|Sections of this
Current Board Members
Making Yourself Heard (suggestions and complaints)
Next Board meeting, and Meeting Minutes
Serving as a Board Member
Annual General Meeting
NCF By-laws (NCF is incorporated as a not-for-profit under Part II of the Canada Corporation Act)
NCF is governed by its members. The purpose of the Board is to represent NCF's thousands of members.
NCF's members are a large group of people who share an interest in NCF's mission and what NCF does for them and their community. Members are asked (but not required) to donate money and/or effort to help support NCF. The Board oversees (governs) the operation of NCF on behalf of members.
A full-time paid Executive Director coordinates staff and supporters to carry out the mission set by the Board. The Executive Director is hired for skills at doing this, and is responsible for the progress of the organization.
Thus the Board governs, but does not perform, the work of the organization. This division of responsibility is called a 'governance' model. NCF committed to the governance model in December 2000 (in contrast, in 1992, when NCF was founded, there was no staff and the Board managed NCF as a committee, acting as a 'hands-on' board, but that is an inappropriate and unrealistic workload for board members who are volunteers).
As a governance board, the Board delegates most of the responsibility for the success of the organization to the full-time Executive Director. Thus the most important functions of the board are to hire wisely and monitor carefully (by watching key indicators of progress).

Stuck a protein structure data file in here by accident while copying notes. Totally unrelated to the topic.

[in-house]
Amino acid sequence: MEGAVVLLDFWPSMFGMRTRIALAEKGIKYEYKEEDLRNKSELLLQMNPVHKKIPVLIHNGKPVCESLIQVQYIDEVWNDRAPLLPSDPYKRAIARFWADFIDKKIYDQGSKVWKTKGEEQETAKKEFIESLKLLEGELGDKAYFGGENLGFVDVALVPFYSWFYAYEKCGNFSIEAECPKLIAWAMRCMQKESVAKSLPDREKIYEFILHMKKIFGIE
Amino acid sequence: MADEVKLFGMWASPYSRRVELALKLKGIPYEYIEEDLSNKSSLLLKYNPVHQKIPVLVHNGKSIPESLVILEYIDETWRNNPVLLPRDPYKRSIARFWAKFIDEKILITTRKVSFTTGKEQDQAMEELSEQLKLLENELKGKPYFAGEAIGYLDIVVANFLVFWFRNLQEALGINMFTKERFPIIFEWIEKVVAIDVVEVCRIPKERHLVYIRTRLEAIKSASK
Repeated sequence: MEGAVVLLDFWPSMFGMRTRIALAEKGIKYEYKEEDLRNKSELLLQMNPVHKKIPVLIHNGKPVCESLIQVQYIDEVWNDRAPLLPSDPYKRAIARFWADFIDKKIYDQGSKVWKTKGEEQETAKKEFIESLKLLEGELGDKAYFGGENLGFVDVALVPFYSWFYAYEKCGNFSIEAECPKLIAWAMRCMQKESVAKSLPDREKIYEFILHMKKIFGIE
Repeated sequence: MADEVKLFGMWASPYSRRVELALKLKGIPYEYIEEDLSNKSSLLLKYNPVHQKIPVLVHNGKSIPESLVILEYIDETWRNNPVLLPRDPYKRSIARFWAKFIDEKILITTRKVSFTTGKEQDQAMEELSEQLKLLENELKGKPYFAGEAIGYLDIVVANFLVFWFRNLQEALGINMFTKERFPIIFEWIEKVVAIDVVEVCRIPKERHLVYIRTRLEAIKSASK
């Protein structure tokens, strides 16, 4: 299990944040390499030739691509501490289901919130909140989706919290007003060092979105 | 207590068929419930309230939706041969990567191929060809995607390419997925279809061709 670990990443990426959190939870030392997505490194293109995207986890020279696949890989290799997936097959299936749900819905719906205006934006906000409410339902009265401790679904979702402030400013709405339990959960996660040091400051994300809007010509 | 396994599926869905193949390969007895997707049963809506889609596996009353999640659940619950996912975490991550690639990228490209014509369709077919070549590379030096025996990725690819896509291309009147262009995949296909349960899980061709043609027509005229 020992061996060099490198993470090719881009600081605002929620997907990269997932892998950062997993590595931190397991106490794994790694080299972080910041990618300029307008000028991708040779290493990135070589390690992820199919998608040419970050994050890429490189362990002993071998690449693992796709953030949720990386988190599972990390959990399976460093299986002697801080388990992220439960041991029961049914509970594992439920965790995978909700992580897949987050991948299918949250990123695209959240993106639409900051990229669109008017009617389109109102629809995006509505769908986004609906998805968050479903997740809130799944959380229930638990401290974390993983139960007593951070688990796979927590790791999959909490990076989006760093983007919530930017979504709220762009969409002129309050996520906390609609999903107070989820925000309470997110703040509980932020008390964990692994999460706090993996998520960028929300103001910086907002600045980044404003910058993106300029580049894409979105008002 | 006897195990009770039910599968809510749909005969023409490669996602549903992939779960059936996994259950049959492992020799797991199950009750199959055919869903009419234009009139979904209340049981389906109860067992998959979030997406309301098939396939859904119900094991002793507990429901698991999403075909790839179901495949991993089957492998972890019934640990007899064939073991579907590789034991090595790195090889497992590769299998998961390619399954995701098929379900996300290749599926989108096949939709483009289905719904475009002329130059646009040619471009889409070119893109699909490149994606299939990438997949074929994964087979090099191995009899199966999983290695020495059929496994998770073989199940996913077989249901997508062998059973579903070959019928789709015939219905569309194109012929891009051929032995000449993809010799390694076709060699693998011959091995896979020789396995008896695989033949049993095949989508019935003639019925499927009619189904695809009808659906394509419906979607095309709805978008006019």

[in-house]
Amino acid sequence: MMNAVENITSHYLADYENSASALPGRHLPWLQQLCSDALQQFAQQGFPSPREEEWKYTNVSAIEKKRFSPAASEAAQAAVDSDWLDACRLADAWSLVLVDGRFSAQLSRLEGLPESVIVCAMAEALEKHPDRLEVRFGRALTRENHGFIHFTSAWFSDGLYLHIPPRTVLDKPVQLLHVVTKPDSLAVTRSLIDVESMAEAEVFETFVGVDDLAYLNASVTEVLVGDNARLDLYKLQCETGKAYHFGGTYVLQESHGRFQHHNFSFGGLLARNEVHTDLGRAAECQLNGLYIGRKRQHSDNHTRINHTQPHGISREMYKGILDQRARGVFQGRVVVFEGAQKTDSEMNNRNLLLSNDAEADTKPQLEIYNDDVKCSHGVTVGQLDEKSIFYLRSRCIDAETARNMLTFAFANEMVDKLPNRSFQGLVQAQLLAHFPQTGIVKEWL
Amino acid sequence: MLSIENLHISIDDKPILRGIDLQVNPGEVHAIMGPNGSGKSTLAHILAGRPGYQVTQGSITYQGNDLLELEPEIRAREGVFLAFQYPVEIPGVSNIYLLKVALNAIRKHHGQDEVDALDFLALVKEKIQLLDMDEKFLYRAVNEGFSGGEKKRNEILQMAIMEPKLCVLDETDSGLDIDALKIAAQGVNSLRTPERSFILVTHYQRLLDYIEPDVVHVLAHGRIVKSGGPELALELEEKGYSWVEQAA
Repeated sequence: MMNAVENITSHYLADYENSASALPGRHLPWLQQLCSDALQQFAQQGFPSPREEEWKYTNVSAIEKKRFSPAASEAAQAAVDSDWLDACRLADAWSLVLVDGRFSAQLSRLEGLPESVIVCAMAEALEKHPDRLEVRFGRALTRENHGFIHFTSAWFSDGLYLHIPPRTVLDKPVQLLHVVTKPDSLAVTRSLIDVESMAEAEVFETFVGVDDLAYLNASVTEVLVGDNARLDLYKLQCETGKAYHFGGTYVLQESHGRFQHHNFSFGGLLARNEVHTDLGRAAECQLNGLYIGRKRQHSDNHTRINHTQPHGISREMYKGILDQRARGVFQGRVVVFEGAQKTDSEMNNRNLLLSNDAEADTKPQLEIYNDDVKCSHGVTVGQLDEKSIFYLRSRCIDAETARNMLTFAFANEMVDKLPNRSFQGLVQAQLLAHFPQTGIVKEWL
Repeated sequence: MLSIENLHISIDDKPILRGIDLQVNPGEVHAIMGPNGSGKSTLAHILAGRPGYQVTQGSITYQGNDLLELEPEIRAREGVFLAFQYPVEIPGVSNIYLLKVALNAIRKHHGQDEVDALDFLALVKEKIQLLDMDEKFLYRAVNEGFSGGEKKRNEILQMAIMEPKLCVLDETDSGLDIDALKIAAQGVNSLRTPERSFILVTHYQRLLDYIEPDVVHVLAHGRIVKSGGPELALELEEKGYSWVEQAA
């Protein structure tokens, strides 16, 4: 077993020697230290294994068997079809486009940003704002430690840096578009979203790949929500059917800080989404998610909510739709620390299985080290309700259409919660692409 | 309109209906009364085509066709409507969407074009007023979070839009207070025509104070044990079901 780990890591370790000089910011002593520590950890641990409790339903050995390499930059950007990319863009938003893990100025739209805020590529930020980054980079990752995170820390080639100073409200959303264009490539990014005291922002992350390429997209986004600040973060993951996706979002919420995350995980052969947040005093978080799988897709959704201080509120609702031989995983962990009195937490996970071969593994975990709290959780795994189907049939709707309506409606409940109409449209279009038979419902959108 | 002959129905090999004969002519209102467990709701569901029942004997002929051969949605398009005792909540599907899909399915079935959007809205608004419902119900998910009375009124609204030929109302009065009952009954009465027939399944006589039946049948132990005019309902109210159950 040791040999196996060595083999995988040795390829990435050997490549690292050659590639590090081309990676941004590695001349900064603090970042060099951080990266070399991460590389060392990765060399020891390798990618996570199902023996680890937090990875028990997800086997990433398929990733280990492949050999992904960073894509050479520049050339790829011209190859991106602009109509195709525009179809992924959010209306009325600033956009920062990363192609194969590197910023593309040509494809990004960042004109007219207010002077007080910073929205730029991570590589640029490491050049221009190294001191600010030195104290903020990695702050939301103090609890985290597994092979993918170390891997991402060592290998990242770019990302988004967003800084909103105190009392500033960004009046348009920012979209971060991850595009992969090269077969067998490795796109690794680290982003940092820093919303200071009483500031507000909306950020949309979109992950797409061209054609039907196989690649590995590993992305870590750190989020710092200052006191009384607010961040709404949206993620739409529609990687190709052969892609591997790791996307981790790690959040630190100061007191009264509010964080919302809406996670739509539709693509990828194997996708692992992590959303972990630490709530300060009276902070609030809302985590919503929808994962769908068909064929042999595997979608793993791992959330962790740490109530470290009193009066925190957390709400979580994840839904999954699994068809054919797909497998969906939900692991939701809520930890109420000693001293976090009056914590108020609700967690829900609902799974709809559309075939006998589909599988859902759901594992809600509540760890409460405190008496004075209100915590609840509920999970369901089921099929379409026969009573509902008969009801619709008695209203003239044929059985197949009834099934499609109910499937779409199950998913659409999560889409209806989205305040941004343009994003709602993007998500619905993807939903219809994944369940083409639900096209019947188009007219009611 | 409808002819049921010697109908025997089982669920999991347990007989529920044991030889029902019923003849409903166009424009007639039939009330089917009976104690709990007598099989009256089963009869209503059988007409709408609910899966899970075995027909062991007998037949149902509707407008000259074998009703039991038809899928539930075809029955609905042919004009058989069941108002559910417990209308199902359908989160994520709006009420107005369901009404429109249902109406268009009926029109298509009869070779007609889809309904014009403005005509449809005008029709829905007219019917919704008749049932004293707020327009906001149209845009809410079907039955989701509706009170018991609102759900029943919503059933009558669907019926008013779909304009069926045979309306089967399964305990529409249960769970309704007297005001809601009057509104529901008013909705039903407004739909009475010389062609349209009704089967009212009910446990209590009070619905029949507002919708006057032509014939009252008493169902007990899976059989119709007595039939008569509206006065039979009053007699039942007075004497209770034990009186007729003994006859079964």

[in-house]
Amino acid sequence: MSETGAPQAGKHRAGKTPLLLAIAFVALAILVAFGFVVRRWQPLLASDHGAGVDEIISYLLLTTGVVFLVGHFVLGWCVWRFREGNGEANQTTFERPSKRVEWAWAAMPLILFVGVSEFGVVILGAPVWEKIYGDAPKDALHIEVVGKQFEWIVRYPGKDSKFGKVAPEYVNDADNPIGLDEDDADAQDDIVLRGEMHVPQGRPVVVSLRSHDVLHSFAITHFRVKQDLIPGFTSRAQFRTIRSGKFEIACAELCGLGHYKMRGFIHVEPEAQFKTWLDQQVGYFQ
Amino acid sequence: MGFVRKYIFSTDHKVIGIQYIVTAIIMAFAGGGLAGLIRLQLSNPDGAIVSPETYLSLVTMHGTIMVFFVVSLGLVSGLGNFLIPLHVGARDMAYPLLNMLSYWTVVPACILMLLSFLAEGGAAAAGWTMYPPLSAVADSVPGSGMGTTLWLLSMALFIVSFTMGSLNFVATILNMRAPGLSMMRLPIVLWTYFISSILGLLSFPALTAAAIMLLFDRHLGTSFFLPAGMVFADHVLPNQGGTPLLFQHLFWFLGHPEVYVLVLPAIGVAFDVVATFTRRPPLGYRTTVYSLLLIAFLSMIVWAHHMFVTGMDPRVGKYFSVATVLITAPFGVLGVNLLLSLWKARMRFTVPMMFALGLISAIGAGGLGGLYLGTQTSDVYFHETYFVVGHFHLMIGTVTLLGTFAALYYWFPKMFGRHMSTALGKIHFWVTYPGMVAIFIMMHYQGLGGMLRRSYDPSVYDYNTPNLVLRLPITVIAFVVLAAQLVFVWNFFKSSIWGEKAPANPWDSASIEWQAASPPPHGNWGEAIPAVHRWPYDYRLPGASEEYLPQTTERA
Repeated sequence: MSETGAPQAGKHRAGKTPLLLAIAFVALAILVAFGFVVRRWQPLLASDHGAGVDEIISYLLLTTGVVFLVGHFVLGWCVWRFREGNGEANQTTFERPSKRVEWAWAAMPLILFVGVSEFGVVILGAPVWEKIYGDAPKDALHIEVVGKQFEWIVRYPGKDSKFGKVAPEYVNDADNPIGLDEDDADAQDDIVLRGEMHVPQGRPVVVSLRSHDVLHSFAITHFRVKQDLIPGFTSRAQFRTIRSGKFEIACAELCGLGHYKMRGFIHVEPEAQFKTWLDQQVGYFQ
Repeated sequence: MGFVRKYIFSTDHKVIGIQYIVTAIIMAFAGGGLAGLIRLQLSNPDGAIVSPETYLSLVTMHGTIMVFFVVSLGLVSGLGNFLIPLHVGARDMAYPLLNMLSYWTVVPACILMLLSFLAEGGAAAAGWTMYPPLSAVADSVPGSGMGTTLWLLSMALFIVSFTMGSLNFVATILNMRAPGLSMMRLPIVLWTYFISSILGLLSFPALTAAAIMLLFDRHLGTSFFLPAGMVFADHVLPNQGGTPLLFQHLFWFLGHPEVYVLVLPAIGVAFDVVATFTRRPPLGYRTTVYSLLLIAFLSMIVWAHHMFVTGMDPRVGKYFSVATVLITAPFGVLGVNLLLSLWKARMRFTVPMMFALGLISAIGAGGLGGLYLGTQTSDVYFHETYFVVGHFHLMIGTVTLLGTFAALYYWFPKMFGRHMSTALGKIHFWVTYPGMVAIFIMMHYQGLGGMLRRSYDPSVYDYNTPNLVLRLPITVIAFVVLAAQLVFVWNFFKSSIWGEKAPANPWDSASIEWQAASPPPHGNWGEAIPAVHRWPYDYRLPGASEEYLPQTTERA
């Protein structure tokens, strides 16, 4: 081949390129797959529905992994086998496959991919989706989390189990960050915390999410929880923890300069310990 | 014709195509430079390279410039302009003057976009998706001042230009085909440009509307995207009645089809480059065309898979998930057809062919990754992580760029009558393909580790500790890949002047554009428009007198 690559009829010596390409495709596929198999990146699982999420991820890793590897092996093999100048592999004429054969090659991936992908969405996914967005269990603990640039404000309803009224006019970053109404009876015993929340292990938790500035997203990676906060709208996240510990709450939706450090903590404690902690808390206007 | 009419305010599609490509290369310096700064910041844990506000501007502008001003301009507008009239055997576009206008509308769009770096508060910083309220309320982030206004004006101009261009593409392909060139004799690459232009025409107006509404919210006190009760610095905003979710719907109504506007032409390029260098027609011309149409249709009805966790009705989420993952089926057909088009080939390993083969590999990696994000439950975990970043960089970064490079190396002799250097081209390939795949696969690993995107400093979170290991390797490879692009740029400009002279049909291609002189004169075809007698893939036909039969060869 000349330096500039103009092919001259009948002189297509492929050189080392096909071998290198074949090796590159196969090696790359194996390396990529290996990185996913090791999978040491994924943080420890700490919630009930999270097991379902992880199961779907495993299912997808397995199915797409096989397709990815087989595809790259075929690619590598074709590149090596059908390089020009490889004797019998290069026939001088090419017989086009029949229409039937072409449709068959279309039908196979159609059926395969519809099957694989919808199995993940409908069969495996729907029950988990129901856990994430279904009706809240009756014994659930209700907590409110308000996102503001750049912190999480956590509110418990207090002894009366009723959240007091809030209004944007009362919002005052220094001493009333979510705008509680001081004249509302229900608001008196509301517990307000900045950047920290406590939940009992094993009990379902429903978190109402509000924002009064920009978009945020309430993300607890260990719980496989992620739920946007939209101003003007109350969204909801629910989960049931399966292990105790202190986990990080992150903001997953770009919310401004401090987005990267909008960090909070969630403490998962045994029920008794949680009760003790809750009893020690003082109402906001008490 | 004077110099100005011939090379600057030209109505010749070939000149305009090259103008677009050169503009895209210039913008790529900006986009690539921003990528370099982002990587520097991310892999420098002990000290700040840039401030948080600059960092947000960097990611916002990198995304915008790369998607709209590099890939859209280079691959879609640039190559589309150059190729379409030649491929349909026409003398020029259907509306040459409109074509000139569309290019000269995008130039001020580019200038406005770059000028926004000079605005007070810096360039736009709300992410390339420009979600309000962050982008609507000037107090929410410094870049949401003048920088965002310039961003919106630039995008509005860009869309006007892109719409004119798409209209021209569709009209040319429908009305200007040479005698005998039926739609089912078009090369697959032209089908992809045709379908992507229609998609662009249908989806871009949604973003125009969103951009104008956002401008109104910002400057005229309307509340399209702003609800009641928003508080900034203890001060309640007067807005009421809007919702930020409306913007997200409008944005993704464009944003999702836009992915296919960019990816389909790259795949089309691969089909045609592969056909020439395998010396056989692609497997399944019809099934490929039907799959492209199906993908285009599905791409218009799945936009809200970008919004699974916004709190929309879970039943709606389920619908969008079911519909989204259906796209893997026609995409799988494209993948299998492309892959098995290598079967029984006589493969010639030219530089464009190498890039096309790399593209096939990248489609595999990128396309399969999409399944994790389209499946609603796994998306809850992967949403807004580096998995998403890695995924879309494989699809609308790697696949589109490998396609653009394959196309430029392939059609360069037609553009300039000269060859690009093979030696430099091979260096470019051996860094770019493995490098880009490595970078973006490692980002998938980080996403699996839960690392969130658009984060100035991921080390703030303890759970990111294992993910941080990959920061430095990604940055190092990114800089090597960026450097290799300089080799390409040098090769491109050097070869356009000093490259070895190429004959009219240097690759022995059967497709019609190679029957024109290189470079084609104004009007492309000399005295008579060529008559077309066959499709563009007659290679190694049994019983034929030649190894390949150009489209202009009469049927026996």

Governance board members are selected for their experience at hiring and monitoring management. The Executive Director is selected by the Board for experience at managing and leading an organization.
Ultimately, the quality and success of NCF depends on the members. The three important things a member can do are: 1) Vote carefully; 2) Empower the organization with sufficient resources; 3) Make it known that you are paying attention.
The table below lists current directors. Entries with no names are vacancies to be filled by appointment or at the next AGM. Links in the table below display information provided by the director when they were a candidate at a prior AGM. Terms expire in March of the year indicated (after the AGM).
Meetings of the board are open to members and the public.
|NCF ID||Name||Term (yrs)||Expires||Role|
|fx720||Peter Chapman||3||2020||1st Vice-Chair|
|fr198||Peter MacKinnon||3||2020||2nd Vice Chair|
|fx621||Pete de Lepper||3||2019|
(Last update July 10th 2018)
The Nomination Committee ensures that there are qualified board candidates at the AGM, without limiting who can be a candidate, and may recommend candidates to members.
Members: Determined typically in Nov/Dec
NCF exists for its members, who govern NCF and are its main donors.
Suggestions and complaints are best addressed to the people doing the work -- the team of staff and volunteers coordinated by the Executive Director. NCF's Executive Director can help with identifying who to talk with.